“What are you talking about?” She asked very quietly. Her grandmother handed her the paper. It read, “Woman kills herself in a Southern Avenue house.”
“This can’t be,” Hiya said, looking at the ground.
“Your mother’s dead Hiya.” Her eyes were shining. Hiya crawled towards her and hugged her.
“I don’t know what I should be saying to you, Nani. I’m so sorry. I never thought she would do something like this.”
“It’s fine. Apparently, she suffocated herself with Chatim.”
“That must have been painful.”
Her grandmother looked at Hiya, “I should not be saying this about your mother, but maybe she did the right thing. And whatever pain she felt, I think she deserved it.” The emotion that topped all the other was her feeling of utter joy. Hearing her grandmother talk this way only made her happier. She kissed her forehead and then sat down beside her on the couch. There was a heap of newspapers; she checked all of them one by one. Another headline caught her eyes, “Suicide or a well-chalked murder?” It was in red and the news covered half the page. The land phone rang and her grandmother got up to get it. Hiya leaned back, crossed her leg, and read the news. They were calling it a ‘well-staged murder’ that did amuse her. On another paper, the suicide note was also printed. She read it and realized it did feel like her mother, the way she talked, the terms she used, even the nagging tone in her voice were reflected in that letter. She noticed from above the paper that her grandmother held a stern face as she talked on the phone. Then after a while, she put it down.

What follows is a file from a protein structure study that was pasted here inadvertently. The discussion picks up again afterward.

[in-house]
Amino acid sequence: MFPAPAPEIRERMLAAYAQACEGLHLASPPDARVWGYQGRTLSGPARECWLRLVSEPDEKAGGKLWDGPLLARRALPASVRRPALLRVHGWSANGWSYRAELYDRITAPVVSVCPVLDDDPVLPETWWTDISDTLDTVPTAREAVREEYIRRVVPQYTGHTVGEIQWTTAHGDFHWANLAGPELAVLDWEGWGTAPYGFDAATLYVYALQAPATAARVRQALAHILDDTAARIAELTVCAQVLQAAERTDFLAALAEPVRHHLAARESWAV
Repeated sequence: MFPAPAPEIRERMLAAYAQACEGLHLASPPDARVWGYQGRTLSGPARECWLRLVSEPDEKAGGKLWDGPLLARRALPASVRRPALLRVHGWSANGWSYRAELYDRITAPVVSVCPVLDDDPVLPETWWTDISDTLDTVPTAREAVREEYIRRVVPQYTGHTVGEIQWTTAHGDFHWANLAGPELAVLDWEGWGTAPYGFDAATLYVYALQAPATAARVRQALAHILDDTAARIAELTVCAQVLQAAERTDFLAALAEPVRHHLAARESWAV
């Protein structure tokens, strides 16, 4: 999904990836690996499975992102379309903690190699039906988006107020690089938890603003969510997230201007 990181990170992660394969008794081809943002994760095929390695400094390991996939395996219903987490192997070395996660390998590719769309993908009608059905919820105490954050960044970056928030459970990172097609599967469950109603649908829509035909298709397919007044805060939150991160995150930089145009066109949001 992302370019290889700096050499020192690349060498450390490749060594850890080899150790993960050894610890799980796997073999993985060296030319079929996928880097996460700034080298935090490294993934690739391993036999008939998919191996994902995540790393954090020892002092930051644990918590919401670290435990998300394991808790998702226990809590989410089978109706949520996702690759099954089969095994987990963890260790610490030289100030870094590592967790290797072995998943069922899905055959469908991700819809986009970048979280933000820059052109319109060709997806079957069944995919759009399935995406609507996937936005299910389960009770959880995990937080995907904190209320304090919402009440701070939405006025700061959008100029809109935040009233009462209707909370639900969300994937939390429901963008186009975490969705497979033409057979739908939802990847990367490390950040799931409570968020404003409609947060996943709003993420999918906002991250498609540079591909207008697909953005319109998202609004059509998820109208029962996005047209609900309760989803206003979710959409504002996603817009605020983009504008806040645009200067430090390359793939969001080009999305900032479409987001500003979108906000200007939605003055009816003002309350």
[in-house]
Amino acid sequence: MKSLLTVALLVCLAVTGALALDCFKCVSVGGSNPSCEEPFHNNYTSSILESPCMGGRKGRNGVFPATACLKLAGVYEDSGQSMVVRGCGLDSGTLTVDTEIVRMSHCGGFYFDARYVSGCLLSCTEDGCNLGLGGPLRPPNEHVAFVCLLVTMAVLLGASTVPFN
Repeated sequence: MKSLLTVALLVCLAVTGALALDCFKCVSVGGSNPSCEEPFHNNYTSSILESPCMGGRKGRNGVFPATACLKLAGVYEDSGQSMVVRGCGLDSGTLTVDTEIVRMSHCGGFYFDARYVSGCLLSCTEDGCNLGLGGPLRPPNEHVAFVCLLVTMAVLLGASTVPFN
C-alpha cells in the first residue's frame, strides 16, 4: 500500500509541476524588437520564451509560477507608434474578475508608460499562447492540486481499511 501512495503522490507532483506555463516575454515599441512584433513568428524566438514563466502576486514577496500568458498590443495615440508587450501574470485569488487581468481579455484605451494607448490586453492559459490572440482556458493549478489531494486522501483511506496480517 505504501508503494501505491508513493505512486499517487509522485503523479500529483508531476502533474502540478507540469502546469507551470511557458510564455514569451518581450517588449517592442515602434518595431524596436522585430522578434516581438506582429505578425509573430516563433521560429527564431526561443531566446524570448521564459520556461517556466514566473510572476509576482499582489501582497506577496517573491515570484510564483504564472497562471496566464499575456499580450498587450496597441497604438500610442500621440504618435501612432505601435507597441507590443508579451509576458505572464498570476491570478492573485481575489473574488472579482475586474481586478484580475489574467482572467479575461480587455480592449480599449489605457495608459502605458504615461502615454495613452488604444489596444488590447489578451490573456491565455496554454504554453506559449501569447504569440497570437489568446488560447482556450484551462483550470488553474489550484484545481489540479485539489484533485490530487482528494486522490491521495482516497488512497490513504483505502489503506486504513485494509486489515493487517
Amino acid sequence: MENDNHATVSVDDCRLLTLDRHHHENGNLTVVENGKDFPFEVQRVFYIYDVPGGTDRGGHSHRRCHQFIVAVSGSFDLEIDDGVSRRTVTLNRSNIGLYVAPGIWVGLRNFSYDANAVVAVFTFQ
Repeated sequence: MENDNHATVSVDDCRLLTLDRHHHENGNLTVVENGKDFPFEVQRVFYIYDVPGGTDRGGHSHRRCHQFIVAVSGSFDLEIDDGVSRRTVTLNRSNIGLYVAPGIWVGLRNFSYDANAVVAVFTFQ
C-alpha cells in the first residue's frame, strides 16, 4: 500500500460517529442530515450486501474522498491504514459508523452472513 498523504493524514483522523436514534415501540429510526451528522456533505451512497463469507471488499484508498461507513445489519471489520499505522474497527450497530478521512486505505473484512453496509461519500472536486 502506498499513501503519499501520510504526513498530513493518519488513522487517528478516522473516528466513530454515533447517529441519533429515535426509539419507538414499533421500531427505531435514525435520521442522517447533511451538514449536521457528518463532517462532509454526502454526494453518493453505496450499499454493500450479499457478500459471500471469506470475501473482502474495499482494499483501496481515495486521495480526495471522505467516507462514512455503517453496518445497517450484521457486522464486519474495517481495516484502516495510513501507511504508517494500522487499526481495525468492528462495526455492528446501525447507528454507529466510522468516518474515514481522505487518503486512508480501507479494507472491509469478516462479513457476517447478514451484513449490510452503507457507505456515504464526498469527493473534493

“Who was it?” Hiya asked.
“The police.” She stood with her hands resting at her waist, “They want us to go down to the house for inquiry. I said I won’t be able to.”
“I’ll go. You don’t need to worry.” Hiya said, folding the newspaper.
There were three police vans and a huge crowd in front of the gate. Hiya pushed herself in. Close to twenty police officers walked around. Hiya gingerly walked up to one and said,
“I’m the daughter, Hiya Chatterjee.” She held a face that was not on the verge of breaking down but pretty close to it.
“You brought any identification?”